No, I get it, and I agree in theory, but this article actually demonstrates a key issue I have with people attempting to moralize fiction. Here’s what stood out to me:
The article uses this as an example of a sexist statement made not sexist by the last sentence, but I don’t think the statement was sexist in the first place. Granted, I don’t know the context within the novel this exchange takes place, but superficially it’s not sexist to me. Big revolvers (and pistols) have a lot of kick back. Women do tend to have a limp wrist when shooting these weapons because women TEND TO not have as much natural forearm strength and TEND TO be smaller (not to say this applies to all women ever, but to more women than men, especially those women starting out). I shot a .45 ACP pistol. It literally knocked me back a few steps. I couldn’t aim it straight because the kick back forced my wrist up and the bullet ended up much higher up on the target than I aimed for it to be. People underestimate the kickback of firearms. I struggle even with the 9mm. People assume just about anyone can pick up any caliber and shoot it without any problems, and that’s not the case. Having a limp wrist can cause issues with the function of the firearm.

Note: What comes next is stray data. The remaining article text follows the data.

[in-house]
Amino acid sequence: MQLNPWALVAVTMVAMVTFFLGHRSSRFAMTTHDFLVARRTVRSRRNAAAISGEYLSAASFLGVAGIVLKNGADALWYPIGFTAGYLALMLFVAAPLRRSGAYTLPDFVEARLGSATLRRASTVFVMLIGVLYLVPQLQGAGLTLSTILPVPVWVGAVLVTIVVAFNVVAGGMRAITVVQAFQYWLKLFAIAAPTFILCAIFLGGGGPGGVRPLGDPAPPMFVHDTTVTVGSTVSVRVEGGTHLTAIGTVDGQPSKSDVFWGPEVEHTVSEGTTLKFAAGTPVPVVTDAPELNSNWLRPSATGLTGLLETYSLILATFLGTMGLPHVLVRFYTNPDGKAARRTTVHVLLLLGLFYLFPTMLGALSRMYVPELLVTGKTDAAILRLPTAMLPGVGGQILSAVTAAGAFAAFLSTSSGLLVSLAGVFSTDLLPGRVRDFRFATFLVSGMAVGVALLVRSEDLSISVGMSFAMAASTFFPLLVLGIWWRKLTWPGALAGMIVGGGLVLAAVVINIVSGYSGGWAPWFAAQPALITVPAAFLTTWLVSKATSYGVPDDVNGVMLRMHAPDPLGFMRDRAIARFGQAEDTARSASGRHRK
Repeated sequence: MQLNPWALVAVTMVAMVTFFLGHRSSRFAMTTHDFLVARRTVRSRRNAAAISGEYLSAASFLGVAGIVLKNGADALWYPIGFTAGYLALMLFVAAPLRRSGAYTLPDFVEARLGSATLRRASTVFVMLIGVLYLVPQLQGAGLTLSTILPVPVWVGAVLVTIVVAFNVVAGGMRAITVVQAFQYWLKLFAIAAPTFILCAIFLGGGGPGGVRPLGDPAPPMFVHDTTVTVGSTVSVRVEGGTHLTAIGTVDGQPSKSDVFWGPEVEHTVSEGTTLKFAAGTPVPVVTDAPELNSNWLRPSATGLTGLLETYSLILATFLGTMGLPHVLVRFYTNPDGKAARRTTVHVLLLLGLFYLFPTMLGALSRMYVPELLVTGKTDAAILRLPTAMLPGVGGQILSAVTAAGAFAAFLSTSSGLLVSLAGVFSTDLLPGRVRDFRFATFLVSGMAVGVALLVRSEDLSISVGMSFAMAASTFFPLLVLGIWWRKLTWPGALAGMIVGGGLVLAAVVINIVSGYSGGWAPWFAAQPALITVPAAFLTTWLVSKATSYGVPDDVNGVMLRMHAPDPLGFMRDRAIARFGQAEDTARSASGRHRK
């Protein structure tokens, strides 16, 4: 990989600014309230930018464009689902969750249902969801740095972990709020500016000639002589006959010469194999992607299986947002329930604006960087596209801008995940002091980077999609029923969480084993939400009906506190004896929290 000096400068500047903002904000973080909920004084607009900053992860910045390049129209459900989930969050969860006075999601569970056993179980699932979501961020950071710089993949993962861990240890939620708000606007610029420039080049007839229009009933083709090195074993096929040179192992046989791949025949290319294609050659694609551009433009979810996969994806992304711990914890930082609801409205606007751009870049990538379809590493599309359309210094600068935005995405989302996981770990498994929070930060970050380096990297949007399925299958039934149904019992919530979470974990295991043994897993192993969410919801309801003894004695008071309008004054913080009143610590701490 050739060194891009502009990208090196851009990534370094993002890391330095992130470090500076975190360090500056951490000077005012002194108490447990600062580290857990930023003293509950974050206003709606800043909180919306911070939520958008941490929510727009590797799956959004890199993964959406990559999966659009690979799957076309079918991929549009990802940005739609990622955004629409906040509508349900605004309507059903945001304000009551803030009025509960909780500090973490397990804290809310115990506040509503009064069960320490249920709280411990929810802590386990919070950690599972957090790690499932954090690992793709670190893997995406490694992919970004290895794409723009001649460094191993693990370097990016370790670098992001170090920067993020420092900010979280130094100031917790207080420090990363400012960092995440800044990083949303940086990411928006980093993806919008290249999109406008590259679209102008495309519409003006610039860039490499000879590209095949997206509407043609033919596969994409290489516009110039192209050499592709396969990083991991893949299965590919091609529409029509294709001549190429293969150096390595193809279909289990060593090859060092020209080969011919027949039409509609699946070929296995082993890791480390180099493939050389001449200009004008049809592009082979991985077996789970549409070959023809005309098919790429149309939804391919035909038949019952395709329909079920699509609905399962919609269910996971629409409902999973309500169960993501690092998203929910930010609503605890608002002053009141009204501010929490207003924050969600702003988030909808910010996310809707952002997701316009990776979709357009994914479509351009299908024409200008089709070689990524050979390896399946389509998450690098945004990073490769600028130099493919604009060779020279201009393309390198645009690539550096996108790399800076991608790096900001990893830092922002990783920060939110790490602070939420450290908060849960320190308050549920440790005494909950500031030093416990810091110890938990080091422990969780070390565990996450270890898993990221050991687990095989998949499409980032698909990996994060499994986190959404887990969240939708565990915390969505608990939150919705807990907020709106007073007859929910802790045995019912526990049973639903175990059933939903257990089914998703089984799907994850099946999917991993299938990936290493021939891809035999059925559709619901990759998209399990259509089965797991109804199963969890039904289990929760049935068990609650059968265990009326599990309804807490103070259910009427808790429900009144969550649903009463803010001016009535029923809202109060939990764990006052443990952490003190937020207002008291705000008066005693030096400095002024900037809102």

So, yes, if I was Billy I would give Kylie a smaller firearm to start out with because she may be a smaller woman. That’s not sexist. That’s the logical thing to do given the situation.
Now, if he knows Kylie has experience with firearms and he’s just assuming she’s incapable of ever being good with a big revolver under any circumstances then, yes, it’s sexist. If he thinks no woman is ever capable of being good with firearms, again, it’s sexist. But that doesn’t seem to be the case (at least from what little I know).
I know it seems like I’m being nitpicky, but really I’m pulling out this example to illustrate the problem with trying to moralize fiction. It’s not a bad idea in theory, but often in practice it’s misapplied or wrong.